International Disaster Assistance FY17 Enacted FY18 Request FY18 House FY18 Senate FY18 Omnibus
Base $498 $690 $1,033 $0 $2,697
OCO $3,313 $1,818 $1,788 $3,133 $1,589
     supplemental $616  -  -  -  -
  $4,428 $2,508 $2,822 $3,133 $4,285
  FY17 Enacted FY18 Request FY18 House FY18 Senate FY18 Omnibus
Food for Peace Title II* $1,466 $0 $1,466 $1,600 $1,600
one-time increase $134  -  -  - $116
  $1,600 $0 $1,466 $1,600 $1,716

*This funding is provided through the Agriculture Appropriations bill and is not tallied in the topline figure.

Migration and Refugee Assistance (MRA) FY17 Enacted FY18 Request FY18 House FY18 Senate FY18 Omnibus
Base $913 $715 $878 $1,443 $928
OCO $2,146 $2,031 $2,231 $1,667 $2,431
     Supplemental $300  -  -  -  -
  $3,359 $2,746 $3,109 $3,110 $3,359

In addition, the bill would allow ESF funding to be used to contribute to the World Bank’s Concessional Financing Facility, which was established to support middle-income countries hosting large refugee populations. As a CGD-IRC joint report notes, active engagement from development actors like the World Bank in this area is a notable change from the past, but a critical one in addressing the complex challenge of protracted displacement.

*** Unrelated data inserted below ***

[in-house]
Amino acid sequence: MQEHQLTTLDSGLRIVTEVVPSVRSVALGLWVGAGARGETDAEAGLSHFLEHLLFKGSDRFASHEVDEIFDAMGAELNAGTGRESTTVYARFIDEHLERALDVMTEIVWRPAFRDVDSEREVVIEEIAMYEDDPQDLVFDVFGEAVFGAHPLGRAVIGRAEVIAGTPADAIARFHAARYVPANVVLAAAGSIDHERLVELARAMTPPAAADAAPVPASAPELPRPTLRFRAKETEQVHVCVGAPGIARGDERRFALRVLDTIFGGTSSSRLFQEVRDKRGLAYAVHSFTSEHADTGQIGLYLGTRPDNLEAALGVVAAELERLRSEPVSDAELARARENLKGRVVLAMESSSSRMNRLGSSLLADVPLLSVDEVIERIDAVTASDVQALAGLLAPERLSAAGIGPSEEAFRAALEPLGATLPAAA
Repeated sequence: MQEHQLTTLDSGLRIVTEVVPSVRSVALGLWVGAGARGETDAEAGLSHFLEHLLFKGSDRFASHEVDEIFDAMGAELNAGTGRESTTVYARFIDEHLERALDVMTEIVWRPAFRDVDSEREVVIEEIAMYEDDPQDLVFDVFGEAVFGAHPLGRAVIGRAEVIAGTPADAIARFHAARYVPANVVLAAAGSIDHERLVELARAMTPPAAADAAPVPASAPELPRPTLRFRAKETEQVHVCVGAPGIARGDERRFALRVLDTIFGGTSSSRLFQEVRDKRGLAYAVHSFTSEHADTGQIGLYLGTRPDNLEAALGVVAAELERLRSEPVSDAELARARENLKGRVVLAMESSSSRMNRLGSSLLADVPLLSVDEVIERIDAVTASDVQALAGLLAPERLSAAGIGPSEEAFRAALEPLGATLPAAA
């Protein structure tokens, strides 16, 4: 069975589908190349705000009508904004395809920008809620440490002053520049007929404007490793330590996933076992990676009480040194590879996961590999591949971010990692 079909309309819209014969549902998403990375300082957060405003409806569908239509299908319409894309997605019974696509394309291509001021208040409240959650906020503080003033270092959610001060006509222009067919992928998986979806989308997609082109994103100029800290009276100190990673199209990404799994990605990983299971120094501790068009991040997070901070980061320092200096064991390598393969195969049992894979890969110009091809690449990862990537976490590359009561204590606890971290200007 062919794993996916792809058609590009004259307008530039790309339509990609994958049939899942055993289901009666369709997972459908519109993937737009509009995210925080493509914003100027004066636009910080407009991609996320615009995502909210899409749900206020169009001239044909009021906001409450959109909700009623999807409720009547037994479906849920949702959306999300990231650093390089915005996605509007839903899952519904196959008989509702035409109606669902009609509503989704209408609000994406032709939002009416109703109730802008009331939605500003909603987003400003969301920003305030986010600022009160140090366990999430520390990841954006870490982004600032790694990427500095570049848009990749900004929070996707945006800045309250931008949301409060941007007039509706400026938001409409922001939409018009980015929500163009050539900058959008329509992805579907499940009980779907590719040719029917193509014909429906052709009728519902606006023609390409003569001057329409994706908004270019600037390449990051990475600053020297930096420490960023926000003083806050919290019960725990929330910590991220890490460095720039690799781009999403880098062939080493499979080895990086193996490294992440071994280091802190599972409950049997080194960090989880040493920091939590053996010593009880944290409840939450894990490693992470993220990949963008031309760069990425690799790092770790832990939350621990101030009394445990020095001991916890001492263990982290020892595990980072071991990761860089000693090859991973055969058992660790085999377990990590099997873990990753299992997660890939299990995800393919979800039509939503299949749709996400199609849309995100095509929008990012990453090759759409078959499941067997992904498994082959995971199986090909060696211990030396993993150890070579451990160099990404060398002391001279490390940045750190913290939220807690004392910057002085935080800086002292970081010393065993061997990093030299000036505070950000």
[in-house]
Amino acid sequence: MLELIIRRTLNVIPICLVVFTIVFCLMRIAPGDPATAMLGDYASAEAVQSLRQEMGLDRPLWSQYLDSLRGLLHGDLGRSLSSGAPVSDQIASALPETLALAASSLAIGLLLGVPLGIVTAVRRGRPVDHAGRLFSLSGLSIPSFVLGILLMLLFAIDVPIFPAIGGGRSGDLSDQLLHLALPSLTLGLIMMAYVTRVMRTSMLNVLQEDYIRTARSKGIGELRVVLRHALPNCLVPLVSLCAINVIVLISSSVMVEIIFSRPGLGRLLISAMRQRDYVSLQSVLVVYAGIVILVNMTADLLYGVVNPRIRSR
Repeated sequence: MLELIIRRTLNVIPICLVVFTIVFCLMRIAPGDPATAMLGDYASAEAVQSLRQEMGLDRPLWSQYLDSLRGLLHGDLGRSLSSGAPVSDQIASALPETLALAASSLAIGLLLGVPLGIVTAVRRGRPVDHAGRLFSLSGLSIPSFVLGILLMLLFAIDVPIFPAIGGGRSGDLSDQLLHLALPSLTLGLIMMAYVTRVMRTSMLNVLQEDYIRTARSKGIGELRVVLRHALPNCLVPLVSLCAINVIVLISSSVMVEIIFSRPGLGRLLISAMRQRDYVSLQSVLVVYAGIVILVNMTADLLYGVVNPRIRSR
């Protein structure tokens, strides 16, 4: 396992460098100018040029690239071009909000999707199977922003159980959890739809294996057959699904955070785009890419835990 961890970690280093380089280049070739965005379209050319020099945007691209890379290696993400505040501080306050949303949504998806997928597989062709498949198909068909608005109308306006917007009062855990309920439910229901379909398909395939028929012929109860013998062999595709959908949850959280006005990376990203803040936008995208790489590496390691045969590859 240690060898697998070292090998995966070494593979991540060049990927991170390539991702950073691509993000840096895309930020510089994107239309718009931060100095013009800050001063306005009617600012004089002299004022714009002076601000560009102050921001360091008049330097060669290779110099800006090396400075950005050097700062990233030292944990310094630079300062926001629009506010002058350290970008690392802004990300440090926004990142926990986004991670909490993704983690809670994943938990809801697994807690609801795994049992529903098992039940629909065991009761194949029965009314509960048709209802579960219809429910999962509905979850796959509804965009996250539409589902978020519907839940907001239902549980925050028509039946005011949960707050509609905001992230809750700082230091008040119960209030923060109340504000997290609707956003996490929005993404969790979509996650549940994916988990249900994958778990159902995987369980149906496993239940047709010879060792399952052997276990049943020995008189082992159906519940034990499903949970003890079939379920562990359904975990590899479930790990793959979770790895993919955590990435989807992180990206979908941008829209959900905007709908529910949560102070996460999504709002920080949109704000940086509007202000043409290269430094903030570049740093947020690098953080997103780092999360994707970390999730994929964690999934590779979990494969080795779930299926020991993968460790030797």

Meeting the multilateral request

As my colleague Scott Morris has pointed out, the Trump administration frequently exhibits skepticism toward multilateral engagement. While the administration’s FY18 request for US contributions to the international financial institutions largely met existing obligations, it lacked any ambition. Despite a low starting point in the House, Congress ultimately fulfilled the administration’s request and included a bit of additional funding for the Global Environment Facility. But the real test for both the administration and Congress is likely to come over the next couple of years as the World Bank’s International Development Association and a number of regional development banks and vertical funds hold replenishments.